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Beat the Streak contenders share thrill of chase

All-time leader Karatzia, season leader Bryan meet in interview with

As lifelong Braves fan Will Bryan was closing in on the $5.6 million grand prize in's Beat the Streak contest earlier this summer, at least one of his fellow competitors was silently rooting against him.

Mike Karatzia, who holds the game's all-time record with a 49-game streak in 2007, admitted in an interview at headquarters on Thursday that he "100 percent" does not pull for participants as they close in on his record. Bryan, whose season-long streak was ultimately snapped at 47 games last month, joined the interview, as well, via video stream.

"I am conscious [of other lengthy streaks]," Karatzia said. "I still play, so I stay up with the game and I see who's getting close. I watch who they're picking and -- well, no offense, Will -- but I was rooting against you."

In Beat the Streak, participants try to establish a virtual "hitting streak" by picking one or two players per day, with their runs continuing as long as their selections record at least one hit. In 13 seasons of BTS play, no one has matched Joe DiMaggio's magic number of 56, set in 1941. To win the $5.6 million prize, a participant must top DiMaggio's run by one game.

Bryan's attempt to break Karatzia's record -- and then surpass DiMaggio's 56-game streak -- came to an end against the Marlins on Aug. 10, when Braves outfielder Justin Upton went 0-for-4. Though Bryan's streak ended at 47 games, the 30-year-old police officer still collected the $10,000 consolation prize for finishing the season with the longest streak this summer.

Aside from the financial reward, Bryan also had the opportunity to meet Upton after the Atlanta outfielder learned that he was responsible for ending Bryan's streak. Shortly after his streak ended, the South Metro Atlanta resident received an email from Upton's agent and -- less than a week later -- Bryan met Upton in the home dugout at Turner Field prior to the Braves' Aug. 16 game against the Nationals.

Bryan, along with his wife, Kelli, and son, Grant, watched batting practice from the top step of the dugout, and Upton gave them signed baseballs and a bat before playing catch with Grant and chatting baseball with Will.

"[His agent] was just initially going to get me some signed merchandise, and then he said Justin just felt really bad about it, so he invited me out to a game and I brought my wife and oldest son," Bryan said. "It was such an amazing experience that my friends keep asking about, and I can't even explain how awesome it was to get to meet Justin and the rest of the Braves."

Karatzia said he didn't get any similar treatment from then-Tiger Placido Polanco when Polanco went hitless to snap Karatzia's '07 record streak at 49. Polanco, ironically, was playing third base for the Marlins on the night Upton failed to extend Bryan's streak last month.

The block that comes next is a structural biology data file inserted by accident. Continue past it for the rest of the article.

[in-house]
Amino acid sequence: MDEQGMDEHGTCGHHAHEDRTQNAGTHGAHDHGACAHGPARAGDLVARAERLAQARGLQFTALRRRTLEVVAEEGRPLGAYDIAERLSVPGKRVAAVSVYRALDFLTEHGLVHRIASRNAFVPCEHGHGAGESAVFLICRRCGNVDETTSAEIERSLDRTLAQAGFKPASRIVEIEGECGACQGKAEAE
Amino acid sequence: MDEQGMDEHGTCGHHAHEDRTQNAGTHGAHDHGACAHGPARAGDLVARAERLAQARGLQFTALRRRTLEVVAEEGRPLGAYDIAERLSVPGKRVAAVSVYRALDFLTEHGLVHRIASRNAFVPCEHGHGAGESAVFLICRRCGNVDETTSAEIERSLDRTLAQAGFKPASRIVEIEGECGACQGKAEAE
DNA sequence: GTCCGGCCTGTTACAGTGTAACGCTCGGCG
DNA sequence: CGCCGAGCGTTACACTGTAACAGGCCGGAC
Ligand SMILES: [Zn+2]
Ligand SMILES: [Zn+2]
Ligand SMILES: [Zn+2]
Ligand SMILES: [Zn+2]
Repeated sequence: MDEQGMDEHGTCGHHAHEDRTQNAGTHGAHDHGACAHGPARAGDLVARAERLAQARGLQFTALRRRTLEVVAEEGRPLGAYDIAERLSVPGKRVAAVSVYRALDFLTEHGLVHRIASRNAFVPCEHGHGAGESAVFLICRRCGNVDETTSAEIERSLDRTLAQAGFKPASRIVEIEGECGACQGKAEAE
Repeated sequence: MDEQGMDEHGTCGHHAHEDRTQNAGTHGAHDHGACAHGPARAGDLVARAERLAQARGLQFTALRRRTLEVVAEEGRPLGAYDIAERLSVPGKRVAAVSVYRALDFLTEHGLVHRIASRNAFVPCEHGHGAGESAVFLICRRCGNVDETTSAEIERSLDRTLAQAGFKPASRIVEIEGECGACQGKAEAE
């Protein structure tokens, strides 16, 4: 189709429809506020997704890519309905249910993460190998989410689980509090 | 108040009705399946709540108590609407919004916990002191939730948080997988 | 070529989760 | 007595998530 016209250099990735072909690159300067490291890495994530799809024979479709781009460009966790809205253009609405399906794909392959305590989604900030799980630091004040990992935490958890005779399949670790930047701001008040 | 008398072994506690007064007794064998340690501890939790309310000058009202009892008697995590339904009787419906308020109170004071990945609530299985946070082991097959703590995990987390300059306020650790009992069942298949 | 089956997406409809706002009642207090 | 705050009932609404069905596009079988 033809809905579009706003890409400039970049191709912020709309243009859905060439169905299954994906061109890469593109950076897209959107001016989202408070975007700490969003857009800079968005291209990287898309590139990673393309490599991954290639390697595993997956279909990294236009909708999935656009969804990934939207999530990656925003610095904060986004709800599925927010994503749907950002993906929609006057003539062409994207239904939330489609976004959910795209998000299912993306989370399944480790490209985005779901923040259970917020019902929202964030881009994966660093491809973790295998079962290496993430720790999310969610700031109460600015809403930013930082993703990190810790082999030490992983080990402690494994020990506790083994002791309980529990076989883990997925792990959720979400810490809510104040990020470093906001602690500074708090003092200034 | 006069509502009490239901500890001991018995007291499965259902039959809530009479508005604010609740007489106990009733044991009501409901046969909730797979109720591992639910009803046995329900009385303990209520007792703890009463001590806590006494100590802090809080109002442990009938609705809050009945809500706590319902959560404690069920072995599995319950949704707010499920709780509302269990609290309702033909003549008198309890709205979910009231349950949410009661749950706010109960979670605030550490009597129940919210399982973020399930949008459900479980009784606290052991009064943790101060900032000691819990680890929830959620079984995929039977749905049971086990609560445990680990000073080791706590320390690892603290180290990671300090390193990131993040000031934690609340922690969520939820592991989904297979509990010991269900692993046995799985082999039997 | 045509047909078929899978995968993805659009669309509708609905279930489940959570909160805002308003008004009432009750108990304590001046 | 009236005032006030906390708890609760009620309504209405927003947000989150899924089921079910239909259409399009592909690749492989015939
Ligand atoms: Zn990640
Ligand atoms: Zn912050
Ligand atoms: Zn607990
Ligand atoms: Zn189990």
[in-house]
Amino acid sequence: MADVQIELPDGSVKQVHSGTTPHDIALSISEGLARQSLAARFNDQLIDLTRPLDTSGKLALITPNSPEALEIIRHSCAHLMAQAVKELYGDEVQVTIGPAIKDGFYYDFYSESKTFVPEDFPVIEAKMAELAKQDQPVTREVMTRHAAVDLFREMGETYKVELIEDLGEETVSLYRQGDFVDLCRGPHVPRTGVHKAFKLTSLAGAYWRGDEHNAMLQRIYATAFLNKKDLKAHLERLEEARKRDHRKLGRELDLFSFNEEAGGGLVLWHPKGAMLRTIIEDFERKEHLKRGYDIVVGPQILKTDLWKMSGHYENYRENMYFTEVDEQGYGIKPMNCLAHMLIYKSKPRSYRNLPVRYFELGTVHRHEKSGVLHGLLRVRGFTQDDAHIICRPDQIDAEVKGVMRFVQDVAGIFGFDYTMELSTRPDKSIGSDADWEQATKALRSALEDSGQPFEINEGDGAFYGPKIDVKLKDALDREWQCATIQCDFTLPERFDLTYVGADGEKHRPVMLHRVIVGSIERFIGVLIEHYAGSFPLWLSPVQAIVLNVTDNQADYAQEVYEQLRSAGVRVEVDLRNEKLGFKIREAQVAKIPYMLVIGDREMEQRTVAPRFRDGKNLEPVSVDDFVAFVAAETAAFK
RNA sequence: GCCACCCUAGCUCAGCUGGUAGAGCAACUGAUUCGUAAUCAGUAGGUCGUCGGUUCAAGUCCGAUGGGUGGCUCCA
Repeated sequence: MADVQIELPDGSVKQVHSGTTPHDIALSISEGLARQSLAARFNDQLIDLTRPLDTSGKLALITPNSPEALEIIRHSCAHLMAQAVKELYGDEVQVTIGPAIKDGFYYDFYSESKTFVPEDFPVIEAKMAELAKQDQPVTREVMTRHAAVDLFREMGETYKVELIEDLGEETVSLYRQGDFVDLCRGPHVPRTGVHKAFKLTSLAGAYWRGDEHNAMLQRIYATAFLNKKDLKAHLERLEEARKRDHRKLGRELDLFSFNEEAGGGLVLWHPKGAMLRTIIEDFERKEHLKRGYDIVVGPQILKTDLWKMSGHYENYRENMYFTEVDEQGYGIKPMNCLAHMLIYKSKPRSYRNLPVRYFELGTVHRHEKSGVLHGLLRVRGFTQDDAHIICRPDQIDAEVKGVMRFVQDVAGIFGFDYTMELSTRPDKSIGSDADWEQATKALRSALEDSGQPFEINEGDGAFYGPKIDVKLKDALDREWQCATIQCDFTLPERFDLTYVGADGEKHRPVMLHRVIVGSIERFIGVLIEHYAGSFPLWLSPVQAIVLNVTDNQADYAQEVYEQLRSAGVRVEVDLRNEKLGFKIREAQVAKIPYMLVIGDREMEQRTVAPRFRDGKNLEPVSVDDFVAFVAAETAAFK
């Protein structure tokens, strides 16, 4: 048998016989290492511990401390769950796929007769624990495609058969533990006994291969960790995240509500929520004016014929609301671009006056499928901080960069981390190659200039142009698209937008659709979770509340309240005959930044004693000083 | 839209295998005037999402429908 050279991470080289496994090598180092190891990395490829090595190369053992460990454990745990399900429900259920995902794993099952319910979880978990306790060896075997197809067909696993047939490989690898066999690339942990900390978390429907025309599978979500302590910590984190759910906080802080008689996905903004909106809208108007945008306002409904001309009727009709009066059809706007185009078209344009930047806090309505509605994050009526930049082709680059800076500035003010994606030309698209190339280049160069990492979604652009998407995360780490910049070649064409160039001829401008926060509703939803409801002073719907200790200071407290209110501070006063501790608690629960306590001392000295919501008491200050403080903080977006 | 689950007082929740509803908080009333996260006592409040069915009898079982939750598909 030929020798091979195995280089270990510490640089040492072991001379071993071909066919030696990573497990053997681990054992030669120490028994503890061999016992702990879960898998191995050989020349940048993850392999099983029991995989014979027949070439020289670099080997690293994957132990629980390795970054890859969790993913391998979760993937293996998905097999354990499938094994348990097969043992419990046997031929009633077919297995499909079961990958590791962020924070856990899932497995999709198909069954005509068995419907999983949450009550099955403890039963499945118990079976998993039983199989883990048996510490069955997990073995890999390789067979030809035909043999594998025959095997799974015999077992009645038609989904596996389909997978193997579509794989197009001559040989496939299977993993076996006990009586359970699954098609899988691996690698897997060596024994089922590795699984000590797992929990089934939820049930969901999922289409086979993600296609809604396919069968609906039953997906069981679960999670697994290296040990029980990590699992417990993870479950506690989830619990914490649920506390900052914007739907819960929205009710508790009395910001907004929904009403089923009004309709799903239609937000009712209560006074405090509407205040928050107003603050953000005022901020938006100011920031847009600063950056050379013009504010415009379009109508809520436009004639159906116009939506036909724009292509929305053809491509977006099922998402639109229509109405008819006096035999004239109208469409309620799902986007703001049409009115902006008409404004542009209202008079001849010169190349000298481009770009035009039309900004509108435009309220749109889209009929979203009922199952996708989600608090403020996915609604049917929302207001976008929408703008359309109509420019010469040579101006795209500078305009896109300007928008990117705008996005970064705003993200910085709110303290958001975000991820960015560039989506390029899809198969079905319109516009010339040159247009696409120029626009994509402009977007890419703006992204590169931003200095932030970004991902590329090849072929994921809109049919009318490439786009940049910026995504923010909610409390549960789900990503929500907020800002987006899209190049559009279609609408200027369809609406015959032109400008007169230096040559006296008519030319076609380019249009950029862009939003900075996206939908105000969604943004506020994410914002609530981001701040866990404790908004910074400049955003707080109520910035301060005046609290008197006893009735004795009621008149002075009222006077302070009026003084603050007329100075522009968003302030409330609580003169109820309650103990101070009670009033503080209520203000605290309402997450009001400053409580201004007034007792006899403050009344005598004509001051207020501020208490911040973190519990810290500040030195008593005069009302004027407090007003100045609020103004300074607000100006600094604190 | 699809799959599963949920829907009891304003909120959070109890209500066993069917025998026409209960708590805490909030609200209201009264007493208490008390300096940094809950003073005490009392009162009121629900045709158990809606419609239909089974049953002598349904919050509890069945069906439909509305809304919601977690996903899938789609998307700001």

Though Karatzia admitted he was not cheering for Bryan on that night, the two do share a similar approach to the game. Each participant said he always picks a player that hits near the top of a team's lineup to maximize his at-bat opportunities on a given night. Both Karatzia and Bryan said they also focus more on a player's lifetime numbers against that night's starting pitcher as opposed to the hitter's overall season numbers.

The hardest part for both participants was dealing with the pressure once their streaks surpassed the 40-game plateau and they started getting more attention from outsiders. Their friends and family members quickly took notice at that point and wasted no time interjecting with their suggestions.

"When you start getting recognition, you start getting a lot of cooks in the kitchen," Karatzia said. "Everyone is kind of telling you what they would do. They weren't there in the beginning with you, so you've got to kind of just trust your gut and go with who you want to go with."

Though there is not enough time left in the season for anyone to reach the 57-game milestone under normal circumstances, all fans will have one more chance on Friday to win the $5.6 million prize via this year's final installment of Beat the Streak in a Day.

Beat the Streak in a Day works the same way as the normal game, with one exception -- fans can make 57 picks in a single day. If all 57 of your selections record a hit in Friday's action, you win the coveted grand prize. Those who wish to participate can either show off their knowledge and manually select 57 players or submit an entry with one push of a button, selecting a "Quick Pick" option that will choose 57 out of the top 150 big leaguers for you, based on their Beat the Streak success rates.

Just don't look to Karatzia for any help with your selections on Friday -- or when the game returns in 2014.

"You're not going to beat me, just give up now," Karatzia joked. "But no, it's a fun game and, like I said, it's all about matchups. It's baseball. You want to pick guys at the top of the lineup -- they get a lot of at-bats -- and look for lefty-righty matchups. In the end, though, just trust your instincts."

They just might be worth $5.6 million.

Paul Casella is a reporter for Follow him on Twitter @paul_casella.